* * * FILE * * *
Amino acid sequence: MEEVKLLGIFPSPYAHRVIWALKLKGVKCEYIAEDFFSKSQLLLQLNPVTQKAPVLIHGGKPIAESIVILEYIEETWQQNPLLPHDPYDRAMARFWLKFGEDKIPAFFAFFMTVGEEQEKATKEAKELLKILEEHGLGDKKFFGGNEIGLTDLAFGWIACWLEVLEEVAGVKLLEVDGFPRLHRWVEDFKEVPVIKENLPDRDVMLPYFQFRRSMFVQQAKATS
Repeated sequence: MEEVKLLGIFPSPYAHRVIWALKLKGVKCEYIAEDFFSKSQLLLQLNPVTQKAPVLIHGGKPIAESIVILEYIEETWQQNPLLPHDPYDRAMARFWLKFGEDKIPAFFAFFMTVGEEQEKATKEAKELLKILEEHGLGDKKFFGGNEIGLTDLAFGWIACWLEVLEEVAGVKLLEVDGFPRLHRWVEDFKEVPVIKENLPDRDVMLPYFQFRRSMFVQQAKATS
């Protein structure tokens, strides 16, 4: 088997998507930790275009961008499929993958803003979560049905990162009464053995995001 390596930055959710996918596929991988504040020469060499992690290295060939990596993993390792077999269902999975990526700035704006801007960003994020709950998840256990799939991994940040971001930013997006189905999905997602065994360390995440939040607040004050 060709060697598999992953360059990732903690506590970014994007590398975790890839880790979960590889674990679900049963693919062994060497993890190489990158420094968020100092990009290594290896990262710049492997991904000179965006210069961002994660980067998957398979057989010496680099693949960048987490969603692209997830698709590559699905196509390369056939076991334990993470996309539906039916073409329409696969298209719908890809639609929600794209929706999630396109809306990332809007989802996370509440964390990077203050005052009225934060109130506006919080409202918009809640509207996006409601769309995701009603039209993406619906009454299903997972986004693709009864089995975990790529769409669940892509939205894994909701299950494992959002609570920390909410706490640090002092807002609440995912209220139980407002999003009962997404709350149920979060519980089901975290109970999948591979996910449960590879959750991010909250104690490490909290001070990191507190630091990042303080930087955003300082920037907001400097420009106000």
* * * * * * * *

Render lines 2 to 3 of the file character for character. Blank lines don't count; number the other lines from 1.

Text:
Repeated sequence: MEEVKLLGIFPSPYAHRVIWALKLKGVKCEYIAEDFFSKSQLLLQLNPVTQKAPVLIHGGKPIAESIVILEYIEETWQQNPLLPHDPYDRAMARFWLKFGEDKIPAFFAFFMTVGEEQEKATKEAKELLKILEEHGLGDKKFFGGNEIGLTDLAFGWIACWLEVLEEVAGVKLLEVDGFPRLHRWVEDFKEVPVIKENLPDRDVMLPYFQFRRSMFVQQAKATS
């Protein structure tokens, strides 16, 4: 088997998507930790275009961008499929993958803003979560049905990162009464053995995001 390596930055959710996918596929991988504040020469060499992690290295060939990596993993390792077999269902999975990526700035704006801007960003994020709950998840256990799939991994940040971001930013997006189905999905997602065994360390995440939040607040004050 060709060697598999992953360059990732903690506590970014994007590398975790890839880790979960590889674990679900049963693919062994060497993890190489990158420094968020100092990009290594290896990262710049492997991904000179965006210069961002994660980067998957398979057989010496680099693949960048987490969603692209997830698709590559699905196509390369056939076991334990993470996309539906039916073409329409696969298209719908890809639609929600794209929706999630396109809306990332809007989802996370509440964390990077203050005052009225934060109130506006919080409202918009809640509207996006409601769309995701009603039209993406619906009454299903997972986004693709009864089995975990790529769409669940892509939205894994909701299950494992959002609570920390909410706490640090002092807002609440995912209220139980407002999003009962997404709350149920979060519980089901975290109970999948591979996910449960590879959750991010909250104690490490909290001070990191507190630091990042303080930087955003300082920037907001400097420009106000």